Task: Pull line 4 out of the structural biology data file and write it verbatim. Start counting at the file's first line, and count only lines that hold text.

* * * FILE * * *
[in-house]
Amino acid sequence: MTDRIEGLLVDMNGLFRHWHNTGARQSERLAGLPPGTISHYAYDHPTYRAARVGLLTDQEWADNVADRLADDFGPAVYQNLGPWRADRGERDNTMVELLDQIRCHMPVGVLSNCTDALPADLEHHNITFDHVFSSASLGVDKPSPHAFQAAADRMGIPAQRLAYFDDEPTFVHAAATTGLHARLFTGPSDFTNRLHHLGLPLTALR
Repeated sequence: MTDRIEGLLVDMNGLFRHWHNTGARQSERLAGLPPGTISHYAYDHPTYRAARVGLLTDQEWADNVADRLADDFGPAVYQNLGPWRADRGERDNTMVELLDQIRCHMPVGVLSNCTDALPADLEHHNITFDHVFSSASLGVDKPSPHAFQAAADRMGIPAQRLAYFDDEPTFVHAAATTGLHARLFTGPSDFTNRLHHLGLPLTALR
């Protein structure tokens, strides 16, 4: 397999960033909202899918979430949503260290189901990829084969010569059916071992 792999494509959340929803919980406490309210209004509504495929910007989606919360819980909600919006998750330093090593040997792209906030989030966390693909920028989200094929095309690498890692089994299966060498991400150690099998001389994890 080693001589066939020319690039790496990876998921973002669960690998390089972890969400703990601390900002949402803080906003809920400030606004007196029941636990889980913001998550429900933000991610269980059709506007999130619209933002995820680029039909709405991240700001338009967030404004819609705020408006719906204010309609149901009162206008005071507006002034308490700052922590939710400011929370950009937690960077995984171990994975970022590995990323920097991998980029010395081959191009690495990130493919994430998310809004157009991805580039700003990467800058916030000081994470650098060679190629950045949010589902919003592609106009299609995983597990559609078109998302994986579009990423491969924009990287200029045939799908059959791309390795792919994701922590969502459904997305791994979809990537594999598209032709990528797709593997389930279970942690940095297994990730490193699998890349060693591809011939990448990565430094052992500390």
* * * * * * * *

């Protein structure tokens, strides 16, 4: 397999960033909202899918979430949503260290189901990829084969010569059916071992 792999494509959340929803919980406490309210209004509504495929910007989606919360819980909600919006998750330093090593040997792209906030989030966390693909920028989200094929095309690498890692089994299966060498991400150690099998001389994890 080693001589066939020319690039790496990876998921973002669960690998390089972890969400703990601390900002949402803080906003809920400030606004007196029941636990889980913001998550429900933000991610269980059709506007999130619209933002995820680029039909709405991240700001338009967030404004819609705020408006719906204010309609149901009162206008005071507006002034308490700052922590939710400011929370950009937690960077995984171990994975970022590995990323920097991998980029010395081959191009690495990130493919994430998310809004157009991805580039700003990467800058916030000081994470650098060679190629950045949010589902919003592609106009299609995983597990559609078109998302994986579009990423491969924009990287200029045939799908059959791309390795792919994701922590969502459904997305791994979809990537594999598209032709990528797709593997389930279970942690940095297994990730490193699998890349060693591809011939990448990565430094052992500390």